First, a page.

Your Guide: Benefits, Services and Responsibilities – Worker Edition
The WSIB is here to serve you by providing benefits, compensation and return-to-work services as a result of a work-related injury or illness. Nobody should be hurt on the job but, if it happens to you, we will provide the care and support you need to recover and safely return to work. If needed, we can also provide you with professional interpretation and translation services.
This guide has information about the benefits and services we offer. These include health care, income replacement and return-to-work services. There is also information on the decision-making process and your responsibilities after you submit a claim.
This document does not list every benefit, service and responsibility you have. It is meant to be a summary of questions we know many people have about the WSIB. WSIB decisions are not based on this document. They are based on the Workplace Safety and Insurance Act (WSIA) and our policies. We always consider information that we get from you, your employer and your health care provider when making decisions about your claim.
Benefits and services: How can we help you?
The following are benefits and services that you may receive after an eligible claim is filed and approved. You may have health care available to you even if you have not missed time at work.
We are here to help you recover after a work-related injury or illness. We pay for all approved health care costs related to your claim, even if you have insurance coverage. The type of benefits you may receive depends on the nature and severity of your condition.
Health care benefits
- Health care benefits include:
- treatment from your health care professional (e.g., doctor, dentist)
- hospitalization, including emergency care and surgery
- prescription drugs
- prosthetics, or orthotics
- reasonable travel and accommodation expenses
- attendants, or other measures, to help severely- impaired workers live independently.
- Most health care treatments, and related travel, require pre-approval from the WSIB.
- The WSIB may pay your health care provider directly for services. A health care provider cannot require you to pay for any services because of your work-related injury or illness.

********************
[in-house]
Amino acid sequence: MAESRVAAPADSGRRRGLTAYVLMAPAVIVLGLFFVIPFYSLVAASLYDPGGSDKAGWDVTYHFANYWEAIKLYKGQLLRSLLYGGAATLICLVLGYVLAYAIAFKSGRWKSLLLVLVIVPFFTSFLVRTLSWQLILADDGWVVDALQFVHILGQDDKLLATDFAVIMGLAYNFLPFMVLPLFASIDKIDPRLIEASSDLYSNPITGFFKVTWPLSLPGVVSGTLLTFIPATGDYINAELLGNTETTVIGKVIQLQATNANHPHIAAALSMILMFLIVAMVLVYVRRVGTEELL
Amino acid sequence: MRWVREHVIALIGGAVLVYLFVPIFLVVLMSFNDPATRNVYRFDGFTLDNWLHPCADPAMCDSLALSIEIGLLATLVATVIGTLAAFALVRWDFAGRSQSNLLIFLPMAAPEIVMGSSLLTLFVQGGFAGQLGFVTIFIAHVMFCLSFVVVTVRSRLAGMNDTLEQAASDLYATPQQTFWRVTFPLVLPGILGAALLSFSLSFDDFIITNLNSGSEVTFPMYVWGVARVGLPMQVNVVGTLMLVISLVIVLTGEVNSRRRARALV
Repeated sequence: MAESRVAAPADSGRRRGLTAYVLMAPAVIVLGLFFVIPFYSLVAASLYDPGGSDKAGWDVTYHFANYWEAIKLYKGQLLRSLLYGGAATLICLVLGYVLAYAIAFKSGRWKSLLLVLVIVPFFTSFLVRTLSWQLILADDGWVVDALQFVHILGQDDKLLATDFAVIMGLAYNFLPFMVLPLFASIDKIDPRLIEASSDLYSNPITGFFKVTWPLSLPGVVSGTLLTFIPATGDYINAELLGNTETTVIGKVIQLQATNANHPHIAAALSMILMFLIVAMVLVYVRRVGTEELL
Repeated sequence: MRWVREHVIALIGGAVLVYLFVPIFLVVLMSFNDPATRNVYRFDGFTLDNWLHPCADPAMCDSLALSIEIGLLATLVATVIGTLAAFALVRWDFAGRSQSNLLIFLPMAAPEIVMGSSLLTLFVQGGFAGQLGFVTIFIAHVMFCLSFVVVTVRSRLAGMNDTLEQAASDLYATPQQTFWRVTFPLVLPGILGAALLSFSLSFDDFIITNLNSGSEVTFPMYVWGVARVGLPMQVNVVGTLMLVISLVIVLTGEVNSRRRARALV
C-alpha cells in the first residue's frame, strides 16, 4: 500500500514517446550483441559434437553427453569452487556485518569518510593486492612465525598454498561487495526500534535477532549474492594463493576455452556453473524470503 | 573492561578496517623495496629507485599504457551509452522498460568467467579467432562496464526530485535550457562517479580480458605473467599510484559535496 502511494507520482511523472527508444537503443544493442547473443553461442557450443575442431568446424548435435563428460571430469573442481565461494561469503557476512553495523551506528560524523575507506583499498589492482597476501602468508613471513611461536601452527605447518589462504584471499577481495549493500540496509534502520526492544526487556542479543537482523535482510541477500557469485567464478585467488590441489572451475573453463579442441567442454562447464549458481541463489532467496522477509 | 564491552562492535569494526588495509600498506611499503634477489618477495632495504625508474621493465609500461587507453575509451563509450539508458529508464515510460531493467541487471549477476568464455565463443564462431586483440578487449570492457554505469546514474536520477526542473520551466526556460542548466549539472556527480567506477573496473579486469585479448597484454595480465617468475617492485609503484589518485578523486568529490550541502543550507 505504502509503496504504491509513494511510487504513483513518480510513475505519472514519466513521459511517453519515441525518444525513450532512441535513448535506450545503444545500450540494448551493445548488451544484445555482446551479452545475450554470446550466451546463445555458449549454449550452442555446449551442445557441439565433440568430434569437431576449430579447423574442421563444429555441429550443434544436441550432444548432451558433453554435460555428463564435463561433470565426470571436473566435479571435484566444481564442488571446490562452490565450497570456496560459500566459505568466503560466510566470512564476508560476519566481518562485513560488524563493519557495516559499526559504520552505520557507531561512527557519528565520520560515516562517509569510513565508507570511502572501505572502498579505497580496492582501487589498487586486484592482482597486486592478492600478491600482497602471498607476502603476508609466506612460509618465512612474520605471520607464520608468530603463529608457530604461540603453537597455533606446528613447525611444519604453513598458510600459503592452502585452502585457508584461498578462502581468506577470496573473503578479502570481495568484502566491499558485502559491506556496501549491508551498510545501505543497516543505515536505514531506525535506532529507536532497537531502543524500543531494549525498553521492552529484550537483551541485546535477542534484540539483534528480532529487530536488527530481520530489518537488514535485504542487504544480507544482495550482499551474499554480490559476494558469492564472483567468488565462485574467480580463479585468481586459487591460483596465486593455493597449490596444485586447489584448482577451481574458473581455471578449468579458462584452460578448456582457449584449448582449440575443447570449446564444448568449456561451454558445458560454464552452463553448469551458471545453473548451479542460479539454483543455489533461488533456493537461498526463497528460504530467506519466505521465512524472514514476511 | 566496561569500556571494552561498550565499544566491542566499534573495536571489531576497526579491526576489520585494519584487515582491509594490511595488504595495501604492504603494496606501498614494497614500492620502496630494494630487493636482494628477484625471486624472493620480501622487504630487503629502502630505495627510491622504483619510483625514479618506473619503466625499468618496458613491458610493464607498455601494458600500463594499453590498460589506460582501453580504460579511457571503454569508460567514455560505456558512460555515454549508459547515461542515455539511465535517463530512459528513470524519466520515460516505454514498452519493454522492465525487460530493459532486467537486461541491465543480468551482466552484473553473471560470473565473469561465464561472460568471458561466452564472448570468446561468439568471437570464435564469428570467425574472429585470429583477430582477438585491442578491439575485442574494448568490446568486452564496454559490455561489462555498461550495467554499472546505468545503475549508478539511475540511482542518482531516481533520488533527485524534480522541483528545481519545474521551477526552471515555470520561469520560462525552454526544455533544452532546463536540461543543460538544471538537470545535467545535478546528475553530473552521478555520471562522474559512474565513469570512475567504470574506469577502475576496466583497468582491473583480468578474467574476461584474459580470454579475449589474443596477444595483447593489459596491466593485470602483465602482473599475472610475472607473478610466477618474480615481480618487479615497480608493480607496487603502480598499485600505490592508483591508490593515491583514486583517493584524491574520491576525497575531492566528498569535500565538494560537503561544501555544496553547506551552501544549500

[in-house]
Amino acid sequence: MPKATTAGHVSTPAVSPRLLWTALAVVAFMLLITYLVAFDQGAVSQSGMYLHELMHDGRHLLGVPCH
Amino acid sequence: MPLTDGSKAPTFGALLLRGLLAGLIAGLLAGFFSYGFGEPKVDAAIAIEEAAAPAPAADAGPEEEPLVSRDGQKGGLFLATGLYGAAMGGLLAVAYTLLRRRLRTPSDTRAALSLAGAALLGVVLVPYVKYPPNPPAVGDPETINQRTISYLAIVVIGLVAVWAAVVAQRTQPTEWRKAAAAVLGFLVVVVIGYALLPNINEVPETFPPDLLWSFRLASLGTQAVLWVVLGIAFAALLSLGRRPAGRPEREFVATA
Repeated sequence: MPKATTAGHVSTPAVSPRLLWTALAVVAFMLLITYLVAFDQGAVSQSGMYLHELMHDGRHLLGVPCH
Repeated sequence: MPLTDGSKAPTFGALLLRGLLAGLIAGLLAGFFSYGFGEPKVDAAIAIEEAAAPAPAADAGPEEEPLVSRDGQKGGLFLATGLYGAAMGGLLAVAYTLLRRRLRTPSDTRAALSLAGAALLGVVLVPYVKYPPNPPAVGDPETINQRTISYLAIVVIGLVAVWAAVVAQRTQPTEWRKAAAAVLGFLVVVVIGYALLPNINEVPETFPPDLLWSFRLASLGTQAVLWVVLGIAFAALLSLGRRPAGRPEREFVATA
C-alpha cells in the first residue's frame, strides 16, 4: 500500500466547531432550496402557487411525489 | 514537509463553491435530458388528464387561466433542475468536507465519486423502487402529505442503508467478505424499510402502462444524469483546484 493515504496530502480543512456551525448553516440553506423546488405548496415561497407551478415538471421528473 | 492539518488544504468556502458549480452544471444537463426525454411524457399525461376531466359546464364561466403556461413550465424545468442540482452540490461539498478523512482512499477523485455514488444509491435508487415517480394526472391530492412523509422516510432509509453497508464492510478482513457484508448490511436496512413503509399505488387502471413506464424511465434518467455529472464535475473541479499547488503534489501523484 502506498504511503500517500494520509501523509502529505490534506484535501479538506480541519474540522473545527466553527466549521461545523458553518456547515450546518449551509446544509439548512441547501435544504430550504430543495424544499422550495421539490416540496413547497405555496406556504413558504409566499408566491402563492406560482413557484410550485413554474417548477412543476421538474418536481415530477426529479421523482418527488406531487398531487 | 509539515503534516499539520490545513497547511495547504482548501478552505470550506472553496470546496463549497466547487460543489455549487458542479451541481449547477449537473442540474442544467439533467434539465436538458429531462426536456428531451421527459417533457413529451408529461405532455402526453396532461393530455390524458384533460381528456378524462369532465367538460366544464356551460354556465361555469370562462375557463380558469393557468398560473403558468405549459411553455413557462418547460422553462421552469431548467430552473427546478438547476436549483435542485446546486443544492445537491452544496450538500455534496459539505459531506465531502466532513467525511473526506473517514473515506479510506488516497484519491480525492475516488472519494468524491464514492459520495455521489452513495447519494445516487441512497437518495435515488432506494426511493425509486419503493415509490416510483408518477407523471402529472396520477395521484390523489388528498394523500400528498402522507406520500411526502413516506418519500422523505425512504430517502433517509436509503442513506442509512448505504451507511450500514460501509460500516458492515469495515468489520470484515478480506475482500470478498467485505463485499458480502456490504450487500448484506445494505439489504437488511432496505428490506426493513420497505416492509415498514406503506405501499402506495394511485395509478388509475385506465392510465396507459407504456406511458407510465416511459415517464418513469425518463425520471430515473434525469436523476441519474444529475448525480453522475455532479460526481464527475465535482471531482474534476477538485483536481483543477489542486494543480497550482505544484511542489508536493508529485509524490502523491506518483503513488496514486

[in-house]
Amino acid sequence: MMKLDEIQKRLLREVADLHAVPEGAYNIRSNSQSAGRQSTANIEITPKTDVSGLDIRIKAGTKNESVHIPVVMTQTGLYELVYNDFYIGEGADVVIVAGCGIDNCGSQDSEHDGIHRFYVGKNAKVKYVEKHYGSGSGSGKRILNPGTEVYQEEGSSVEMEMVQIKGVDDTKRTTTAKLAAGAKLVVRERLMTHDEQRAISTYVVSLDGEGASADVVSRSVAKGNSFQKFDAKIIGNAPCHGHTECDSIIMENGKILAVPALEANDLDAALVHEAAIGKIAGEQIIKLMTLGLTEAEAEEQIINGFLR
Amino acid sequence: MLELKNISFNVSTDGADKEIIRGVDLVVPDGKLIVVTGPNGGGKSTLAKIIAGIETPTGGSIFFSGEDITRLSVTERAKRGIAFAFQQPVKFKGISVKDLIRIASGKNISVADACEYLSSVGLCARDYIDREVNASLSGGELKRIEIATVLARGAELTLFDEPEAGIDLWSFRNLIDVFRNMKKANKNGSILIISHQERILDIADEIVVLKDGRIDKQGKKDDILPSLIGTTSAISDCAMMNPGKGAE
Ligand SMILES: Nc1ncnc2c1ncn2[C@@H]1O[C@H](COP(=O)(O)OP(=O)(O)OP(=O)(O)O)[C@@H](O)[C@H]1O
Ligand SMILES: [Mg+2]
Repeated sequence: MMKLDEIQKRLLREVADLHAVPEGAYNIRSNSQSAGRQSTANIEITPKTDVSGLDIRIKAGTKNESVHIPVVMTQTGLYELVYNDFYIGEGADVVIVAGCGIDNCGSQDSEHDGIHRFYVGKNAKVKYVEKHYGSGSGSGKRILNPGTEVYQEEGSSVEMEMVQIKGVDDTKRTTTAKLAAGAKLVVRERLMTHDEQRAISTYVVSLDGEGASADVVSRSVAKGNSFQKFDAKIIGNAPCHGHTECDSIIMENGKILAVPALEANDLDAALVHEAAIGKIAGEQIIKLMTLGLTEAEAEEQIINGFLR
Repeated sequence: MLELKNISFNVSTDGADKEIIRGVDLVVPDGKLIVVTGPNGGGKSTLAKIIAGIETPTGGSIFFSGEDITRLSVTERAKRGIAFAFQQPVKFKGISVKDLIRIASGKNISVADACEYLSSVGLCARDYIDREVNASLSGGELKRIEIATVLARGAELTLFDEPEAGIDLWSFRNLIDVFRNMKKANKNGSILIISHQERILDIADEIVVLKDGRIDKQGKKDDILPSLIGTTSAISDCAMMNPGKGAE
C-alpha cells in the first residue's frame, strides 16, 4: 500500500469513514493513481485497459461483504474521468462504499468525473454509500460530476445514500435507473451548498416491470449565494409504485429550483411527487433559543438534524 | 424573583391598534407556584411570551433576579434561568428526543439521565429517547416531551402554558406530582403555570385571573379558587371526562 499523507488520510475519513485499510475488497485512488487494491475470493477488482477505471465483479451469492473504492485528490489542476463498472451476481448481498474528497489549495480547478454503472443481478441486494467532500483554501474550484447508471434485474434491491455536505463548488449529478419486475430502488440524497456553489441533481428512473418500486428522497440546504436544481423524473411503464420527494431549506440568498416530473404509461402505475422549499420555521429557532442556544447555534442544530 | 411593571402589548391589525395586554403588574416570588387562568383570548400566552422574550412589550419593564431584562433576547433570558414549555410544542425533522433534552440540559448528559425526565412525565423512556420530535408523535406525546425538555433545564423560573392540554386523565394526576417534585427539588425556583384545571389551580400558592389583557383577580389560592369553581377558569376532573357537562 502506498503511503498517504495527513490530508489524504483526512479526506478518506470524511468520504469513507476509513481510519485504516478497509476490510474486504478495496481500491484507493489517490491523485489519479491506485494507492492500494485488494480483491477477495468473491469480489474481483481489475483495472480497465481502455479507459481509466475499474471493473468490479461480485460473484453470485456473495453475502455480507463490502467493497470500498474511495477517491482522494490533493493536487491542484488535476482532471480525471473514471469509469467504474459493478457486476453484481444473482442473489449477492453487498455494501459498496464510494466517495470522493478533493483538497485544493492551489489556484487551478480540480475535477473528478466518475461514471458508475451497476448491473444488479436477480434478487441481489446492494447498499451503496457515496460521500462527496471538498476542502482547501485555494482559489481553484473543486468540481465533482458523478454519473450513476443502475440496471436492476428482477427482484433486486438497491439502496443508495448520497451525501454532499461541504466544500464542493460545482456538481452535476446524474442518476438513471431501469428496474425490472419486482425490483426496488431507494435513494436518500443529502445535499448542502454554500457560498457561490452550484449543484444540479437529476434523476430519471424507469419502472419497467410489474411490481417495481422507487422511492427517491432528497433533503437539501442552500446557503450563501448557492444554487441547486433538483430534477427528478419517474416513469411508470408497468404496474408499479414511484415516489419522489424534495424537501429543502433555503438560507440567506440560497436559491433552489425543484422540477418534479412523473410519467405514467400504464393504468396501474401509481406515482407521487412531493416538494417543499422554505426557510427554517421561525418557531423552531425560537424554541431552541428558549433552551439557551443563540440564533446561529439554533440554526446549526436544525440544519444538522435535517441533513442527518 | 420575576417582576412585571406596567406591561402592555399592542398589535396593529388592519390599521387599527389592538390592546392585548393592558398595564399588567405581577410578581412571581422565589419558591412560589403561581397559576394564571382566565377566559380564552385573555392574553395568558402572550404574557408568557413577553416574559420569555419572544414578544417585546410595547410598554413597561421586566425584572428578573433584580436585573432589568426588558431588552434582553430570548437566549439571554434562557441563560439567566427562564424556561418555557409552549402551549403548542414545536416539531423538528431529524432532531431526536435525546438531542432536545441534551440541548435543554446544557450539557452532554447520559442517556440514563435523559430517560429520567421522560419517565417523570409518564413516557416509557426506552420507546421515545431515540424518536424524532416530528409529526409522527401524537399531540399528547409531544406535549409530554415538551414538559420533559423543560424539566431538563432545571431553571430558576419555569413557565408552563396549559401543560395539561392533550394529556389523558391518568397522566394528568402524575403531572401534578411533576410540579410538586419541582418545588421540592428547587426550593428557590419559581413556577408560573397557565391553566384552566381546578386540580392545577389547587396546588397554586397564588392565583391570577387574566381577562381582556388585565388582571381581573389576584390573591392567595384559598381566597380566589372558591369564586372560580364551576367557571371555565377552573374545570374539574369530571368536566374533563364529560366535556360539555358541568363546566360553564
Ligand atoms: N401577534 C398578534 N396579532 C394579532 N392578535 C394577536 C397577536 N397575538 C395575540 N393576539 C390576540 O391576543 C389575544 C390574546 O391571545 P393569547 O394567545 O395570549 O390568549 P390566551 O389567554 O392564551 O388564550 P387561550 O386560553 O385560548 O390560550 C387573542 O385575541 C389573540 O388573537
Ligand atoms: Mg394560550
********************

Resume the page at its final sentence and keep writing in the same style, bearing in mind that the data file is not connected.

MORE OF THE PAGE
- Even if your claim is not for a psychological condition, we may pay for psychological treatment to support your recovery and return to work.
- If your claim has not been approved, you may need to pay for health care and then request reimbursement from the WSIB. Not all health care is covered and only approved claims are eligible for reimbursement.
Health care equipment and supplies
- The WSIB pays for health care equipment that has been approved. This may include:
- assistive devices (e.g., walkers)
- braces and supports
- other medical supplies (e.g., wound care supplies)
- adjustable bed frames and mattresses.
- You will be provided with choices for approved suppliers of health care equipment.
Return-to-work (RTW) services
We will help you and your employer find solutions to support your return to work. Examples of RTW services include:
- RTW staff will meet with you and your employer to talk about returning to suitable and available work, including any accommodations you may need.
- You may also be referred for a vocational assessment to help determine the type of work that may be suitable for you.
- In some cases, we may recommend a re-training program to develop skills that will help you return to work with your current employer or a new employer (if applicable).
If your work-related injury or illness causes you to lose earnings for any period of time, the WSIB will provide income replacement benefits.
Loss of Earnings (LOE)
- If it is determined you cannot work due to a work-related injury or illness, or you can only safely return to work for less pay, we may pay up to 85 per cent of your pre-injury take-home pay.
- There is a limit on the maximum amount of LOE benefits you can receive in a year. Your Case Manager can give you these details.
Loss of Retirement Income (LRI)